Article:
Google has rendered the “Yes Man” of the 21st century obsolete. Not the “Jim Carrey Yes Man” we discussed in our blog last week, but the traditional “Yes Man” of the 20th century; the “Yes boss, good idea”, “Yes client, I can get you exactly what you want” kind of yes man. An individual with a computer can get facts almost instantaneously. Blind, unthinking execution and verification is a rapidly diminishing requirement. If you want to provide value in this economy, in this “instant knowledge access world”, you need to provide insight. You need to develop ideas; hone them and fine tune them, expand upon them to create something greater than that which was originally presented to you. Jack Welsh is quoted in John C. Maxwell’s brilliant book Thinking for a Change as saying,
“When your boss asks you a question, that question should become the jumping off point for several more ideas and thoughts. If you want to elevate yourself, you must sink your thoughts and time into not only answering the question, but going above and beyond it to add value to the train of thought your boss was on.”
Thinking for a Change, page 17.
We couldn’t agree more.
Think your way to a raise
Three years ago, leadership guru Robin Sharma coined the phrase “Lead Without Title”. His belief is that we all have the ability to be leaders in our lives, regardless of our role in our company, family, or social group. While Sharma has written entire books on the subject, the pertinent point to our conversation is this: leaders consciously think about the direction they want to take their organization. They plan, and then intelligently execute that plan from a place of purpose and direction. John C. Maxwell’s book, Thinking for a Change offers eleven key types of “thinking” that can be harnessed to not only provide direction, but to get the most out of your day to day interactions and events.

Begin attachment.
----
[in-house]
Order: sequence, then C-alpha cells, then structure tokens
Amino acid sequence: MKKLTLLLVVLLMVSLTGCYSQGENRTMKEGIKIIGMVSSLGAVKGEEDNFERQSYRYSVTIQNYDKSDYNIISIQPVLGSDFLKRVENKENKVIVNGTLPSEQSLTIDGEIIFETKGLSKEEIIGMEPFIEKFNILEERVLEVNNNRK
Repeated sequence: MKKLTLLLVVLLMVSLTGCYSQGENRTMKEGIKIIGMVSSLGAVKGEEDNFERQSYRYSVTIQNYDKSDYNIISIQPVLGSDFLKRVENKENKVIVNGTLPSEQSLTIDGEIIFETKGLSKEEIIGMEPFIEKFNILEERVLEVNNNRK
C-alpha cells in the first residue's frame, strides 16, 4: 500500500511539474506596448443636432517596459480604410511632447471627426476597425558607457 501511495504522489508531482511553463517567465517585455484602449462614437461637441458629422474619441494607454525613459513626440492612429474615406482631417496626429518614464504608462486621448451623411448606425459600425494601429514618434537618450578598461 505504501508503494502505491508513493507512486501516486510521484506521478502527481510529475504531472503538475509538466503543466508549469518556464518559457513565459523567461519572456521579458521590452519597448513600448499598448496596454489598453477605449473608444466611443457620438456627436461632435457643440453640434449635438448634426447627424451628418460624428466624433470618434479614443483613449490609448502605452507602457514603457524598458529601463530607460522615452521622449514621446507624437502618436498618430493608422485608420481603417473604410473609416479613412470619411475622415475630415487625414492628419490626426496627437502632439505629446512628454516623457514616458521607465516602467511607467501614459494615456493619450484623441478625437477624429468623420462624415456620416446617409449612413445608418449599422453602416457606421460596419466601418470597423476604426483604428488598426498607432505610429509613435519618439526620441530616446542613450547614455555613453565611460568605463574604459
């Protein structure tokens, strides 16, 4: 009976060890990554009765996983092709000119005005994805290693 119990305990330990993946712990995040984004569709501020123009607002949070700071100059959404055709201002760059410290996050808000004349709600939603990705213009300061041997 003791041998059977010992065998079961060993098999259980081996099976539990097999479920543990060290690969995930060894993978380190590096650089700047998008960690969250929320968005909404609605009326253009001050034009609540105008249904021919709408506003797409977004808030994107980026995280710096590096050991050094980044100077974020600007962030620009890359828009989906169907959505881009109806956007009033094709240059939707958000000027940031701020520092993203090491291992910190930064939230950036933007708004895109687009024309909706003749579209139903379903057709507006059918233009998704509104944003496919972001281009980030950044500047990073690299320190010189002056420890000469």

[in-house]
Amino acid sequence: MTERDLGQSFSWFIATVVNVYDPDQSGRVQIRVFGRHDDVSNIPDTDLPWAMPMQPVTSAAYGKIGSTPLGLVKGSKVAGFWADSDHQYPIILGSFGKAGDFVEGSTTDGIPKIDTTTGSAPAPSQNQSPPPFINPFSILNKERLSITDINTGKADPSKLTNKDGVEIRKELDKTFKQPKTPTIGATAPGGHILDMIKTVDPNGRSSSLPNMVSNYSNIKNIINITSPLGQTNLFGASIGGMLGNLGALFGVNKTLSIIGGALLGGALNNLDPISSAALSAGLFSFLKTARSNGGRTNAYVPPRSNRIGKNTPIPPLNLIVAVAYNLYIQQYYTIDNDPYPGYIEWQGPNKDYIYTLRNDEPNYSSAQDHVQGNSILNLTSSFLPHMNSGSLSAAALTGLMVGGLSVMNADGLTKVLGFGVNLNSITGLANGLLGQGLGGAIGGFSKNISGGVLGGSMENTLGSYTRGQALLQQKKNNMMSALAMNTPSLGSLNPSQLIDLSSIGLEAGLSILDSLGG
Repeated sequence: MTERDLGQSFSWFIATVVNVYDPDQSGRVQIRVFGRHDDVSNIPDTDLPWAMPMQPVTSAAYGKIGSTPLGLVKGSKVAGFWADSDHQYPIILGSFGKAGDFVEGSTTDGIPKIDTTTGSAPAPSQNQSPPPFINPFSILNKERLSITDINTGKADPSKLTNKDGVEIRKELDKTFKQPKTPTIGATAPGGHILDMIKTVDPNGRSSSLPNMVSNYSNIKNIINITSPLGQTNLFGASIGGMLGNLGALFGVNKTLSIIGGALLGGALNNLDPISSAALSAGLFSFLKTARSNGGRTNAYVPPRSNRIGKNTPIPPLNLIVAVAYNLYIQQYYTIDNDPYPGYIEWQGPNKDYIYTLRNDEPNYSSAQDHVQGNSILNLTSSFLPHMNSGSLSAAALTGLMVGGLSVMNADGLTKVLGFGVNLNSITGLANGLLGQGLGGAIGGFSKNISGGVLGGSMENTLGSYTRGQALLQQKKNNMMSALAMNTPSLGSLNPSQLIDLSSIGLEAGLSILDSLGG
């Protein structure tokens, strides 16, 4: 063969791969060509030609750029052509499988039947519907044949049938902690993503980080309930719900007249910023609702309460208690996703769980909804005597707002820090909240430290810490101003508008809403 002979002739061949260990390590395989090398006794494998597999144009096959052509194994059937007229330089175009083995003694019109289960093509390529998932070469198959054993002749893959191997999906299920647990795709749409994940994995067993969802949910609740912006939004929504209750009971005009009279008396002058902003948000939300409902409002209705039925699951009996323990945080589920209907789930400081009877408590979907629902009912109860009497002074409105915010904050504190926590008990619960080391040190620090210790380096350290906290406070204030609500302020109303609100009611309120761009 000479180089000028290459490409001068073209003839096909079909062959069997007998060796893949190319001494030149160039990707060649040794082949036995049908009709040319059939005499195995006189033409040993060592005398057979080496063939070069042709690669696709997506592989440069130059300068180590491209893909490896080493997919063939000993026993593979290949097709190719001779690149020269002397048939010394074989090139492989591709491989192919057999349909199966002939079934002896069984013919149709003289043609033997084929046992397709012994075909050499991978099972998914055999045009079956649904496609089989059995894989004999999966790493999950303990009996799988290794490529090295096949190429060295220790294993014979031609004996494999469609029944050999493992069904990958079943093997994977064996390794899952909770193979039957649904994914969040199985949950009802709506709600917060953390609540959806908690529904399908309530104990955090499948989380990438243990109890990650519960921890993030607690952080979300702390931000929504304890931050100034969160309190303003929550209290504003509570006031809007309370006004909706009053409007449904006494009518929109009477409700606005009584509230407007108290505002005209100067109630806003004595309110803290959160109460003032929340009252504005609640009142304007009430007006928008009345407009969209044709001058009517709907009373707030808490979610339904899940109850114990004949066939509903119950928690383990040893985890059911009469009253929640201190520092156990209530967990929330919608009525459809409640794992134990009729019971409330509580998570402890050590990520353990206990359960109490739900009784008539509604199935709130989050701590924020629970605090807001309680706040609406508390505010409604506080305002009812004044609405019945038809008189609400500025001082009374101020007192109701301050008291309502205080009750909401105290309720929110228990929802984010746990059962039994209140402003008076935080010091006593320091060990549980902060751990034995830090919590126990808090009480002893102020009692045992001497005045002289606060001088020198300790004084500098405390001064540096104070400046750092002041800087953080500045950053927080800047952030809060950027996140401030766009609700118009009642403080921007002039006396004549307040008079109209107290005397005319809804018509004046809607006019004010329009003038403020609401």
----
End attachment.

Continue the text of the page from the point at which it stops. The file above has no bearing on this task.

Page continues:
Here are a couple of his introductory points:
Move Beyond Step One
“Don’t ever be too impressed with goal setting. Be impressed with goal getting.”
Thinking for a Change, page 31
Intelligent thinking is more than just planning. Imagine being responsible for building a house from scratch. Absolutely, blueprints and proper design (planning) are crucial. You can’t expect to build a house without them. To get the house built properly though, on budget and on time, just as much thinking (or more!) needs to go into sourcing materials, hiring the right crew(s), managing those crews and accounting for “worst case scenarios”. Good thinking is a continual process. Planning is great as a first step. To get things done though, you need to think your way through the details, the key players and potential pitfalls.